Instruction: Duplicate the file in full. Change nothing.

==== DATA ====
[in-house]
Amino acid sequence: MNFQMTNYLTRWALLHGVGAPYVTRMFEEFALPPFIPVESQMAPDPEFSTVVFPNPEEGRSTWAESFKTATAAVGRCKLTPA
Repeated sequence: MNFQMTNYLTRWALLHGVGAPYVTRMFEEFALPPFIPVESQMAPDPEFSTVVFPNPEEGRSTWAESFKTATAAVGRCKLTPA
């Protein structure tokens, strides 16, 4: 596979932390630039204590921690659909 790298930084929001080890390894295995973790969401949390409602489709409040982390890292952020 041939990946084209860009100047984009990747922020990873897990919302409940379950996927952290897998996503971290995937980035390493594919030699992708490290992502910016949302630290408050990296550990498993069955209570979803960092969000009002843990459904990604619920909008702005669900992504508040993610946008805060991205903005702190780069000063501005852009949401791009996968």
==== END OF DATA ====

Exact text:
[in-house]
Amino acid sequence: MNFQMTNYLTRWALLHGVGAPYVTRMFEEFALPPFIPVESQMAPDPEFSTVVFPNPEEGRSTWAESFKTATAAVGRCKLTPA
Repeated sequence: MNFQMTNYLTRWALLHGVGAPYVTRMFEEFALPPFIPVESQMAPDPEFSTVVFPNPEEGRSTWAESFKTATAAVGRCKLTPA
């Protein structure tokens, strides 16, 4: 596979932390630039204590921690659909 790298930084929001080890390894295995973790969401949390409602489709409040982390890292952020 041939990946084209860009100047984009990747922020990873897990919302409940379950996927952290897998996503971290995937980035390493594919030699992708490290992502910016949302630290408050990296550990498993069955209570979803960092969000009002843990459904990604619920909008702005669900992504508040993610946008805060991205903005702190780069000063501005852009949401791009996968």